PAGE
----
Background: Preference-based measures of health-related quality of life (HRQL) focus on choice and strength of preference for health outcomes. If the value people attach to the health improvement they receive from medical treatments for asthma is known, preference-based measures can be used in cost-effectiveness analyses to aid resource allocation decisions. International guidelines have been developed to guide medical management according to asthma severity defined by lung function and symptom frequency.
Objective: To test the hypothesis that preferences correlate with asthma severity and that the relationships vary among the preference instruments used and the components of asthma severity studied.
Methods: Preferences for subjects' health states were measured using (1) a rating scale (RS), (2) standard gamble (SG), (3) time tradeoff (TTO), (4) Health Utilities Index 3 (HUI3), and (5) Asthma Symptom Utility Index (ASUI). We measured level of airways obstruction by forced expiratory volume in 1 second (FEV1) and symptom frequency of cough, wheeze, dyspnea, and nighttime awakening. Asthma severity was defined by either percentage of predicted FEV1 or symptom frequency.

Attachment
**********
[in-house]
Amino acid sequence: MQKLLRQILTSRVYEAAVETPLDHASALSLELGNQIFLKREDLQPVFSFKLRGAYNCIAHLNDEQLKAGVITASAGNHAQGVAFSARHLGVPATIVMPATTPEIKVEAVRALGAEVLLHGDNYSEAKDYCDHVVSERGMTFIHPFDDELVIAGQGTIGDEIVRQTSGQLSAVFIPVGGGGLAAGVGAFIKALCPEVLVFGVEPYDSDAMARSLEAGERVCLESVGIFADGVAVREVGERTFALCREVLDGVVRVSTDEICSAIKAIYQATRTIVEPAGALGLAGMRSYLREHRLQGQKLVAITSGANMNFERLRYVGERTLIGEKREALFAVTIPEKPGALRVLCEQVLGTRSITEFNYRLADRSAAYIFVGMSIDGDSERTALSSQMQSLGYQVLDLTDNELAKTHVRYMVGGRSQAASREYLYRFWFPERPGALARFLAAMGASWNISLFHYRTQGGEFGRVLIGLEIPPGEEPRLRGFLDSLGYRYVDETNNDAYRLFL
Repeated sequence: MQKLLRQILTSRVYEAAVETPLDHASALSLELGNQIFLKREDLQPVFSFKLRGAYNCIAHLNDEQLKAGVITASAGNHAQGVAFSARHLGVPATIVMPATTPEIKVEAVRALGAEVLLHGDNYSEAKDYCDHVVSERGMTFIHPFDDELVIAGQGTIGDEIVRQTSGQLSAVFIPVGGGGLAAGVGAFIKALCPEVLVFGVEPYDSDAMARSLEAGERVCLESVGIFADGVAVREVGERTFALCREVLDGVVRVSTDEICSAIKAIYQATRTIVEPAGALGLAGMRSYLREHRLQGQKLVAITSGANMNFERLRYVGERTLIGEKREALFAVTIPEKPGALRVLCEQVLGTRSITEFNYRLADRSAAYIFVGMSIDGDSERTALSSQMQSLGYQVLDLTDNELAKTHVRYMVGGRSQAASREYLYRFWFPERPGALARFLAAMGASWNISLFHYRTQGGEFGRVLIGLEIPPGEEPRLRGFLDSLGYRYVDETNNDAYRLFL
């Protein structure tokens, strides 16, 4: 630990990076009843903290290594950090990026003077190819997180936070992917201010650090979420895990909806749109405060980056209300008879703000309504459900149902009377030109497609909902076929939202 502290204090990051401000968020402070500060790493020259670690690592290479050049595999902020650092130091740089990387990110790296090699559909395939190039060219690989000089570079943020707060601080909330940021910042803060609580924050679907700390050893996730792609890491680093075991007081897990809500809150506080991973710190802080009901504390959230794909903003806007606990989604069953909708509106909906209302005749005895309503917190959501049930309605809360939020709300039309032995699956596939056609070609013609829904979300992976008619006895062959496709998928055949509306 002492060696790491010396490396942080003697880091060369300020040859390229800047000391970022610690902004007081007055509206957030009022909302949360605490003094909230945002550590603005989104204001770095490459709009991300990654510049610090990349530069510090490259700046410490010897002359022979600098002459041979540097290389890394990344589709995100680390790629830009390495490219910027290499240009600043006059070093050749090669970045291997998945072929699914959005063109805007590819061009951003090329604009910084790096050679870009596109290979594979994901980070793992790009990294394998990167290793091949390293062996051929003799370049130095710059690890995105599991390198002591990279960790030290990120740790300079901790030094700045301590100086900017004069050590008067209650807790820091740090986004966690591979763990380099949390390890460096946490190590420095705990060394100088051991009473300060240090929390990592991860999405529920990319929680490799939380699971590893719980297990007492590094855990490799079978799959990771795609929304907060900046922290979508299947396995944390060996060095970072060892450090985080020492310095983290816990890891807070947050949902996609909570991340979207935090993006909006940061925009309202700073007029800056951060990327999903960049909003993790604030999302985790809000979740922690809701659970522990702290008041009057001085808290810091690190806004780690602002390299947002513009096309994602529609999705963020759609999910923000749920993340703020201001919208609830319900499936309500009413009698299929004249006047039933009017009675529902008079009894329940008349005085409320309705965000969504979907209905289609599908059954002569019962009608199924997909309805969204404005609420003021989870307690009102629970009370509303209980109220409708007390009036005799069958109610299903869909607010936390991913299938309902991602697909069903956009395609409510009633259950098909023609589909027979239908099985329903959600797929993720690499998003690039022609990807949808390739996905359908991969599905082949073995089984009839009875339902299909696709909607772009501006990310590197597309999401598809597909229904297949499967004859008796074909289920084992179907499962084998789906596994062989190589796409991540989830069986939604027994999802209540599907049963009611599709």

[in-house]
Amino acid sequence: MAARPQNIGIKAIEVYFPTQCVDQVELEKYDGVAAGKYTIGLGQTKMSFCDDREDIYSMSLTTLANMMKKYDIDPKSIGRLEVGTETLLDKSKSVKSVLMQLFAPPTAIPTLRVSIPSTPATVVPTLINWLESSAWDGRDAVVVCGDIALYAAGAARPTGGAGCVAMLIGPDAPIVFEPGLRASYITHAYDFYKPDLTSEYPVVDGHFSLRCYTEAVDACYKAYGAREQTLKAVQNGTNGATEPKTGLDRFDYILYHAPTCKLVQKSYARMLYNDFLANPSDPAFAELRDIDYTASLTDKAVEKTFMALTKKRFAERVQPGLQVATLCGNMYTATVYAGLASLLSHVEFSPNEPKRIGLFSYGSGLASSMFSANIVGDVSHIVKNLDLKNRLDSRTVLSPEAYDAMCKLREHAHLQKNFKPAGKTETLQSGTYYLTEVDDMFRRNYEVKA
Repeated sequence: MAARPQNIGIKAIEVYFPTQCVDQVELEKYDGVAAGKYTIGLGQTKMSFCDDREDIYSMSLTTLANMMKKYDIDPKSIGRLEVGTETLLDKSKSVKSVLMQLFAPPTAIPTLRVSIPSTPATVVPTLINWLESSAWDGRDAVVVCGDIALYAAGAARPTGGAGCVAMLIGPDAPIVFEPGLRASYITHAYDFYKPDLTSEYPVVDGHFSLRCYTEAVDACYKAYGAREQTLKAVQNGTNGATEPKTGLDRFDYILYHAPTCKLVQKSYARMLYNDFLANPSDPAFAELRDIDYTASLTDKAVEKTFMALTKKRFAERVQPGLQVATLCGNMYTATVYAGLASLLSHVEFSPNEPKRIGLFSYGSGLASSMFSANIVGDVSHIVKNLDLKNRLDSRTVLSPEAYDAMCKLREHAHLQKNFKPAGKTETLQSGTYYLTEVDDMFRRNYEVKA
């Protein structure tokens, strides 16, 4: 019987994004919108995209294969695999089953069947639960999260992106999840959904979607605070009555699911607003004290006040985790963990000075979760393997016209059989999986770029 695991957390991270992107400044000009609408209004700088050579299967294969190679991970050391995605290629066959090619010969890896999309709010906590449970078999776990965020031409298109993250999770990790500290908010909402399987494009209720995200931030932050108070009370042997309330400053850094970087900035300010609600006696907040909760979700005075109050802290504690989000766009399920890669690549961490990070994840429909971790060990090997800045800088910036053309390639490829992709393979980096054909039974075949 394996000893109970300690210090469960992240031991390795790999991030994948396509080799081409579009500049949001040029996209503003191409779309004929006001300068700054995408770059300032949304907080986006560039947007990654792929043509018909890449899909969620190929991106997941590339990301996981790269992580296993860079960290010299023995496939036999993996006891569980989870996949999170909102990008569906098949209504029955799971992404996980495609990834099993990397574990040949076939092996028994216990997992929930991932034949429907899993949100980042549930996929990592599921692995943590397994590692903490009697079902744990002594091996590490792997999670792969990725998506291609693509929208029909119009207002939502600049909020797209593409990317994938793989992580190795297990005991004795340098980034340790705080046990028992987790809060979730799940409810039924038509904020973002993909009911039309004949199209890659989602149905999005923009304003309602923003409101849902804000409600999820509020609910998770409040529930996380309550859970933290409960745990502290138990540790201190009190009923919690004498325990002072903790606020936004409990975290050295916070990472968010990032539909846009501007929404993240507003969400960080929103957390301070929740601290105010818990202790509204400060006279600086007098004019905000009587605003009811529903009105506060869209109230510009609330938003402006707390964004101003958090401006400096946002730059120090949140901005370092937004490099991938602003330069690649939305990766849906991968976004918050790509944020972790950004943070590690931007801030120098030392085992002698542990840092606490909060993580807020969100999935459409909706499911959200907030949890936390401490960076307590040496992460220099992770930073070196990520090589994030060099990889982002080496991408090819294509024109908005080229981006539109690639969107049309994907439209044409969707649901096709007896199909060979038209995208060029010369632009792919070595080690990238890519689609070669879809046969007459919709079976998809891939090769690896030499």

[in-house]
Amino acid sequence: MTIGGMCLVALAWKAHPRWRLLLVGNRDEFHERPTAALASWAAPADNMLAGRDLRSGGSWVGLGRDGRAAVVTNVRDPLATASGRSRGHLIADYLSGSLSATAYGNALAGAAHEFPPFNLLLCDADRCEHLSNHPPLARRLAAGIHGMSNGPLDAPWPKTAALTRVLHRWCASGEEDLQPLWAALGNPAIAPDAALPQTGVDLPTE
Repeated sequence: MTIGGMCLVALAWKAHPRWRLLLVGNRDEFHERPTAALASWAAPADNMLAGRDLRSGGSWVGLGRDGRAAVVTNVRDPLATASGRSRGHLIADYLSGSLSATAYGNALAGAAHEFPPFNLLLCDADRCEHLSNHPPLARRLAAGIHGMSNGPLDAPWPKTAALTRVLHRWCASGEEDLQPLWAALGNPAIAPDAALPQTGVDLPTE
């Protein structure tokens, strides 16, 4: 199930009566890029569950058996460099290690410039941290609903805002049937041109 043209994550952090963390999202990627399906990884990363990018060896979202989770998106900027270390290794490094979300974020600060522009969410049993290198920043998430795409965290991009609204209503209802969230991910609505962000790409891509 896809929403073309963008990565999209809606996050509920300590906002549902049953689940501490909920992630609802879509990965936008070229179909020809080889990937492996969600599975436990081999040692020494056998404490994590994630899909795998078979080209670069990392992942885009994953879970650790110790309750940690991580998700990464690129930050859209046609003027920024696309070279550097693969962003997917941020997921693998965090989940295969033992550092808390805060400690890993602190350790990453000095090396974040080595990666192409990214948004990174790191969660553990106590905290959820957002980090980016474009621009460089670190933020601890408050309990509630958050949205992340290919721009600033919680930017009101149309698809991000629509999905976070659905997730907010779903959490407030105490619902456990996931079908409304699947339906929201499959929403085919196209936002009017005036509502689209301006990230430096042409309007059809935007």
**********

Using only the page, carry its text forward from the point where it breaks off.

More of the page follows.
Results: One hundred adults with asthma were studied. Preference scores were lowest for the HUI3 (mean, 0.57) and highest for the SG (mean, 0.91). Spearman correlations showed that the strength of the relationship between preference scores and percentage of predicted FEV1 was weak to moderate (r = 0.14-0.36). One-way analysis of variance showed that RS, TTO, and ASUI scores were significantly associated with the percentage of predicted FEV1 (P < or = .01). Both RS and HUI3 scores were significantly associated with frequency of all symptoms (P < .05).
Conclusions: Preference-based measures of HRQL are correlated with asthma severity defined by lung function or symptoms. The RS was significantly associated with level of airways obstruction and all 4 symptoms evaluated, whereas the SG was not correlated with either marker of asthma severity.